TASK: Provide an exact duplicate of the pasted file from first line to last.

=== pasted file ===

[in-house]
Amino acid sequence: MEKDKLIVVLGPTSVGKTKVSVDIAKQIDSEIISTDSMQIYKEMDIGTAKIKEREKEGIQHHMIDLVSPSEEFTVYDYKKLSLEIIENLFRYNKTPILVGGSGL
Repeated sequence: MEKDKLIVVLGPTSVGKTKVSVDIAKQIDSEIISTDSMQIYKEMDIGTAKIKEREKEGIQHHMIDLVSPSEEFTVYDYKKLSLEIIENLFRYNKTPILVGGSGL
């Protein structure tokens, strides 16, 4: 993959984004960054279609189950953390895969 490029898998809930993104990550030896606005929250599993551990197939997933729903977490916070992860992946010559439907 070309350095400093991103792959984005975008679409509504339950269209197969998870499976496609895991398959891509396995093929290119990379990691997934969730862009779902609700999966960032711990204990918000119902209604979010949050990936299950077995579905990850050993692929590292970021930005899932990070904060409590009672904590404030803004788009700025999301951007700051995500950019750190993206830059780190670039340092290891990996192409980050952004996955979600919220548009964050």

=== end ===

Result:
[in-house]
Amino acid sequence: MEKDKLIVVLGPTSVGKTKVSVDIAKQIDSEIISTDSMQIYKEMDIGTAKIKEREKEGIQHHMIDLVSPSEEFTVYDYKKLSLEIIENLFRYNKTPILVGGSGL
Repeated sequence: MEKDKLIVVLGPTSVGKTKVSVDIAKQIDSEIISTDSMQIYKEMDIGTAKIKEREKEGIQHHMIDLVSPSEEFTVYDYKKLSLEIIENLFRYNKTPILVGGSGL
């Protein structure tokens, strides 16, 4: 993959984004960054279609189950953390895969 490029898998809930993104990550030896606005929250599993551990197939997933729903977490916070992860992946010559439907 070309350095400093991103792959984005975008679409509504339950269209197969998870499976496609895991398959891509396995093929290119990379990691997934969730862009779902609700999966960032711990204990918000119902209604979010949050990936299950077995579905990850050993692929590292970021930005899932990070904060409590009672904590404030803004788009700025999301951007700051995500950019750190993206830059780190670039340092290891990996192409980050952004996955979600919220548009964050």